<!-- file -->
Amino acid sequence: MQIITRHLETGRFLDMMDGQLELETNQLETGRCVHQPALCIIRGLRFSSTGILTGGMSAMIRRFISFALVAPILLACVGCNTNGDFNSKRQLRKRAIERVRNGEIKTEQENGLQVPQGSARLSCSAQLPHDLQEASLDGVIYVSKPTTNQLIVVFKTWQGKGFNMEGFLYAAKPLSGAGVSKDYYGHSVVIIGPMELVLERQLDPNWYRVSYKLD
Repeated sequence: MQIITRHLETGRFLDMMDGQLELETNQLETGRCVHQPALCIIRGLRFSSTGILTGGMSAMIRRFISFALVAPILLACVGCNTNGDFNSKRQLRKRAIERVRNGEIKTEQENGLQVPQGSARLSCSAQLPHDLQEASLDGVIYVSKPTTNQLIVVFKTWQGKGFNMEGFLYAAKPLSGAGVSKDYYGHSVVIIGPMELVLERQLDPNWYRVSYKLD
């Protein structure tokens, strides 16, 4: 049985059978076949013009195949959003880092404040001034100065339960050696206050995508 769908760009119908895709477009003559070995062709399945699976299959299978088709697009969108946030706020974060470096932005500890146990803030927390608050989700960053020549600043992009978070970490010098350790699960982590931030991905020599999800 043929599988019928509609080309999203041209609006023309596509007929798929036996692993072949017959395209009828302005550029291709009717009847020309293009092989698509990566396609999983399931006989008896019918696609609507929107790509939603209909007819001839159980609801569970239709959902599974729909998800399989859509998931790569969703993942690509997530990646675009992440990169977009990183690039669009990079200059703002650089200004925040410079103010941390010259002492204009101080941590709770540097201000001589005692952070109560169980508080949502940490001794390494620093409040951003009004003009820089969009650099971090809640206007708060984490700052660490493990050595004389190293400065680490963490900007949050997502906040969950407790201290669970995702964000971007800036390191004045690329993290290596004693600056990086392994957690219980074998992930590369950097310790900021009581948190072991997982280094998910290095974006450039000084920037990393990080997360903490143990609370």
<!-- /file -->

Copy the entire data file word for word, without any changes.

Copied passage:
Amino acid sequence: MQIITRHLETGRFLDMMDGQLELETNQLETGRCVHQPALCIIRGLRFSSTGILTGGMSAMIRRFISFALVAPILLACVGCNTNGDFNSKRQLRKRAIERVRNGEIKTEQENGLQVPQGSARLSCSAQLPHDLQEASLDGVIYVSKPTTNQLIVVFKTWQGKGFNMEGFLYAAKPLSGAGVSKDYYGHSVVIIGPMELVLERQLDPNWYRVSYKLD
Repeated sequence: MQIITRHLETGRFLDMMDGQLELETNQLETGRCVHQPALCIIRGLRFSSTGILTGGMSAMIRRFISFALVAPILLACVGCNTNGDFNSKRQLRKRAIERVRNGEIKTEQENGLQVPQGSARLSCSAQLPHDLQEASLDGVIYVSKPTTNQLIVVFKTWQGKGFNMEGFLYAAKPLSGAGVSKDYYGHSVVIIGPMELVLERQLDPNWYRVSYKLD
């Protein structure tokens, strides 16, 4: 049985059978076949013009195949959003880092404040001034100065339960050696206050995508 769908760009119908895709477009003559070995062709399945699976299959299978088709697009969108946030706020974060470096932005500890146990803030927390608050989700960053020549600043992009978070970490010098350790699960982590931030991905020599999800 043929599988019928509609080309999203041209609006023309596509007929798929036996692993072949017959395209009828302005550029291709009717009847020309293009092989698509990566396609999983399931006989008896019918696609609507929107790509939603209909007819001839159980609801569970239709959902599974729909998800399989859509998931790569969703993942690509997530990646675009992440990169977009990183690039669009990079200059703002650089200004925040410079103010941390010259002492204009101080941590709770540097201000001589005692952070109560169980508080949502940490001794390494620093409040951003009004003009820089969009650099971090809640206007708060984490700052660490493990050595004389190293400065680490963490900007949050997502906040969950407790201290669970995702964000971007800036390191004045690329993290290596004693600056990086392994957690219980074998992930590369950097310790900021009581948190072991997982280094998910290095974006450039000084920037990393990080997360903490143990609370």